Acupuncture: One Aspect of Traditional Chinese Medicine

Acupuncture is just a part of the complete Traditional Chinese medical system. Acupuncture works on the theory that the body’s vital life energy – Qi (pronounced Chi), flows through the body via channels or meridians. Another way to view this is that just as blood flows through veins, a body’s channel or meridian system is a the body’s energetic circulatory system where vital energy “Qi” flows.

Acupuncture Meridians

In Traditional Chinese Medicine (TCM), acupuncture meridians are believed to be channels or pathways through which vital energy, called Qi (pronounced “chee”), flows throughout the body. These meridians connect various parts of the body, including organs, tissues, and even emotions, forming a complex network.

Here are some key points about Chinese acupuncture meridians:

  1. Meridian System: TCM recognizes a network of twelve main meridians, commonly referred to as the primary meridians. Each primary meridian is associated with specific organs and has a bilateral symmetry, meaning it exists on both sides of the body. These meridians are named after the organ they are primarily associated with, such as the Lung meridian or the Liver meridian.
  2. Yin-Yang and Five Elements: The meridian system is closely related to the concepts of Yin and Yang and the Five Elements (Wood, Fire, Earth, Metal, Water) in TCM. Each primary meridian is classified as either yin or yang, and they are further associated with specific elements. This classification helps understand the balance and interrelationship of energies within the body.
  3. Acupoints: Along the meridians, there are specific points known as acupoints. These acupoints are locations where the Qi can be accessed and manipulated. Acupuncture needles are inserted into these points to stimulate or regulate the flow of Qi within the meridians. There are hundreds of acupoints in the body, each with its own specific functions and indications.
  4. Connecting and Extraordinary Meridians: In addition to the primary meridians, TCM recognizes connecting meridians and extraordinary meridians. Connecting meridians bridge the primary meridians and facilitates the flow of Qi between them. Extraordinary meridians are deeper and broader channels that regulate and redistribute Qi throughout the body. These meridians are seen as reservoirs that store and distribute Qi to support the overall balance of the body.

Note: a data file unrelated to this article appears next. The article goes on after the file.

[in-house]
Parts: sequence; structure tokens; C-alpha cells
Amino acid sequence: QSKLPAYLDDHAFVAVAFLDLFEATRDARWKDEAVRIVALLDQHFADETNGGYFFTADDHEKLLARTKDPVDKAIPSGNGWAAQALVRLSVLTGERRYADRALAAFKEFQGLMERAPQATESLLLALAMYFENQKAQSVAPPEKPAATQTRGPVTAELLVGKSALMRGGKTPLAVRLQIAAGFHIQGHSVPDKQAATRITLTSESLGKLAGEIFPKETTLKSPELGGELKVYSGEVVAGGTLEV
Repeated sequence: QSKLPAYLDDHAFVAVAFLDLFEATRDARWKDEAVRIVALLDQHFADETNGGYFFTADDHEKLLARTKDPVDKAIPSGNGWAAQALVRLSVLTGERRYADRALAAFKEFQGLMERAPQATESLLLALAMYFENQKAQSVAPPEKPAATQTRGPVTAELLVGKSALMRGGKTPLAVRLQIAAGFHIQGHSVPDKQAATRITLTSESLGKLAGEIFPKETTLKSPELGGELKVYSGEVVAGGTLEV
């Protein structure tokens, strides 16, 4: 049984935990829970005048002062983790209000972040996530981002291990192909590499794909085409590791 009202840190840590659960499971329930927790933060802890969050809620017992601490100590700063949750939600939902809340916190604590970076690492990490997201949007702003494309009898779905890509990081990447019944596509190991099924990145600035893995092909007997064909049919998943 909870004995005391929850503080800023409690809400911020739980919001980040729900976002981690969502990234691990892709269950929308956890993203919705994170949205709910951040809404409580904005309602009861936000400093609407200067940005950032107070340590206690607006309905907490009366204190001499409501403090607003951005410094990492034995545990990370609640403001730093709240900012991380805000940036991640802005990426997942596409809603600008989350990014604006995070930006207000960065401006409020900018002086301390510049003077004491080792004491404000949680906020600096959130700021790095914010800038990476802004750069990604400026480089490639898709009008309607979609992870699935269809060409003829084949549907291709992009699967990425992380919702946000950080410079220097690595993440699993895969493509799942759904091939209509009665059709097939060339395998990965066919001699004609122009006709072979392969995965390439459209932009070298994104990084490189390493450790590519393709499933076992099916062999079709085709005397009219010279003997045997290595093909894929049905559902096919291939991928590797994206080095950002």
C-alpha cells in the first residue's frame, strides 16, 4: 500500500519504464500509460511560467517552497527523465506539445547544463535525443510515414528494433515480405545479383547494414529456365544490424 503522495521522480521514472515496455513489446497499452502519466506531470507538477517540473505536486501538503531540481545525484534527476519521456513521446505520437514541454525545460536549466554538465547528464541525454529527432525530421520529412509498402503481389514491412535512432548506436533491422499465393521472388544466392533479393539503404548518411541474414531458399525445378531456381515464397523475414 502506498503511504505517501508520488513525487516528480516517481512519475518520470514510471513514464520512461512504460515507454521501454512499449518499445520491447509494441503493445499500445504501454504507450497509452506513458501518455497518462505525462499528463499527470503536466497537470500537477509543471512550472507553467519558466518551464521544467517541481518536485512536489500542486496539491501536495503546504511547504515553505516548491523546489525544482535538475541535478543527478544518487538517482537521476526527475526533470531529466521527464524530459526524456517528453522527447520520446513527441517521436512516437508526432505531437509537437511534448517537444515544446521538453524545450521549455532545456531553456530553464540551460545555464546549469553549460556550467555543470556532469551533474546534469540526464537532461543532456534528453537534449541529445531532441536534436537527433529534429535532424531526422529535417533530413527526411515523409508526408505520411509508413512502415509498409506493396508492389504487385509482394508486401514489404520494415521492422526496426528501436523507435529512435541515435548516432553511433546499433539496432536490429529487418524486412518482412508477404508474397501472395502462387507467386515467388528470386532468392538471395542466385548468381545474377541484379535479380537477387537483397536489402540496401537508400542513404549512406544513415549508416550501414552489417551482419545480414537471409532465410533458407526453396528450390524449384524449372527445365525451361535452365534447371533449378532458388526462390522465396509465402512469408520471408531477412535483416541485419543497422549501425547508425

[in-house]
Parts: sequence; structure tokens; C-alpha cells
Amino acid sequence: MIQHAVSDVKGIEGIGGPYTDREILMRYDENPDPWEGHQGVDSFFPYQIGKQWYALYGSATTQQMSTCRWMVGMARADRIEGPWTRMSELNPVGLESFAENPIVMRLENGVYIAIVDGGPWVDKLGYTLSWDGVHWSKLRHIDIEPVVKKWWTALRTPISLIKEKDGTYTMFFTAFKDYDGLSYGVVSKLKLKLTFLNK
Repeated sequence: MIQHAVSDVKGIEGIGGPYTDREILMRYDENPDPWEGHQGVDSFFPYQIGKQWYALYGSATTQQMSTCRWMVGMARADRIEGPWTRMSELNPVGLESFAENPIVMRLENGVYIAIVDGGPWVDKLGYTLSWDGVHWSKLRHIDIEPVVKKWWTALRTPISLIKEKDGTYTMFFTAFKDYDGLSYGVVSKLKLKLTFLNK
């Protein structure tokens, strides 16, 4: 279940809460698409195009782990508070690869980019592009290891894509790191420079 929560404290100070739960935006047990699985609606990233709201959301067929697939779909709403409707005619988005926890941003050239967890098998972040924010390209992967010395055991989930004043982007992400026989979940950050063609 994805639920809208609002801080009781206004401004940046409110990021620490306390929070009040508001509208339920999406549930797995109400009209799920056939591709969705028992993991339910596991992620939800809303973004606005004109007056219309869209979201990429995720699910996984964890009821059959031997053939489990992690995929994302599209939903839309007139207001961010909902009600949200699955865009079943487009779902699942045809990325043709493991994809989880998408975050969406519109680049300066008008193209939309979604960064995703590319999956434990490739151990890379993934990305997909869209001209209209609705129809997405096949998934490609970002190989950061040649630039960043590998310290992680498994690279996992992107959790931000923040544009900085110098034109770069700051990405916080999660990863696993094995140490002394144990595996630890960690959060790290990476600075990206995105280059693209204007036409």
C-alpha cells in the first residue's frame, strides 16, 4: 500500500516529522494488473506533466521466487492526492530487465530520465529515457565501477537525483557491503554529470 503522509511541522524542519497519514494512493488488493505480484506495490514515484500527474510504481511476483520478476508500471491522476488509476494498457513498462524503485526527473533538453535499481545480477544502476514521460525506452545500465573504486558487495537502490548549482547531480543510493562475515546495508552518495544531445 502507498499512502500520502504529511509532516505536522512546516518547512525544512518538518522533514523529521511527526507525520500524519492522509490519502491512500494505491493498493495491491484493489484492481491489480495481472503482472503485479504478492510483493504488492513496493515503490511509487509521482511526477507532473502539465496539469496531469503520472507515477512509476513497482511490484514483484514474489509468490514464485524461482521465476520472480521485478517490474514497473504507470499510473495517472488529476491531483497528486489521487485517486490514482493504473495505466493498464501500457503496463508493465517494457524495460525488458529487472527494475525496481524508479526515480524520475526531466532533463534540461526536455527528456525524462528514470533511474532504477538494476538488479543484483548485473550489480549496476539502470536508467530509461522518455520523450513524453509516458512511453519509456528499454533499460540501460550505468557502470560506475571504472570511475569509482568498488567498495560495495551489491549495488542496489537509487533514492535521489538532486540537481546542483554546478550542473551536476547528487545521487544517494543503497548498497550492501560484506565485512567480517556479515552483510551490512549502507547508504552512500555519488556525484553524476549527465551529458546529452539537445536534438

5. Diagnosis and Treatment: In TCM, practitioners diagnose imbalances or blockages in the flow of Qi within the meridians to understand the root cause of a person’s symptoms or conditions. Acupuncture treatment aims to restore the balance and smooth flow of Qi by stimulating specific acupoints along the meridians, using techniques such as needle insertion, moxibustion (application of heat), or acupressure.

Acupuncture Points – Acupoints

When an imbalance has been diagnosed the acupuncturist will insert small, sterile, disposable acupuncture needles strategically along specific meridians that correspond to the system that is experiencing an imbalance or disharmony. There are over 350 acupuncture points (acupoints). Each has its own healing effect and is selected by the acupuncturist in accordance with each individual’s signs and symptoms as part of an acupuncture point treatment for a patient’s overall health and healing.


Acupuncture can be used to address a wide range of symptoms and conditions. While the effectiveness of acupuncture may vary from person to person, here is a list of 20 common symptoms and conditions that acupuncture is often used to treat:

  1. Pain management (e.g., back pain, neck pain, joint pain)
  2. Headaches and migraines
  3. Stress, anxiety, and depression
  4. Insomnia and sleep disorders
  5. Digestive issues (e.g., nausea, indigestion, irritable bowel syndrome)
  6. Fatigue and low energy
  7. Women’s health concerns (e.g., menstrual irregularities, fertility support, menopause symptoms)
  8. Allergies and sinus congestion
  9. Respiratory conditions (e.g., asthma, bronchitis)
  10. Arthritis and rheumatoid conditions
  11. Neurological disorders (e.g., sciatica, neuropathy)
  12. Skin conditions (e.g., eczema, acne, psoriasis)
  13. Immune system support
  14. Smoking Cessation and addiction management
  15. Side effects of cancer treatments (e.g., chemotherapy-induced nausea)
  16. High blood pressure and cardiovascular health support
  17. Sports injuries and musculoskeletal pain
  18. Tension and muscle tightness
  19. Postoperative recovery and pain relief
  20. General wellness and preventive care

Acupuncture as Part of Traditional Chinese Medicine

When looking for an acupuncturist, many people don’t realise that qualified acupuncturists have much more to offer than just sticking needles in different areas of the body. In fact, acupuncture as part of Traditional Chinese Medicine also includes treatments like Chinese herbal medicine, energy therapy (Chi Gong) and Chinese medical massage (Tui Na) techniques.


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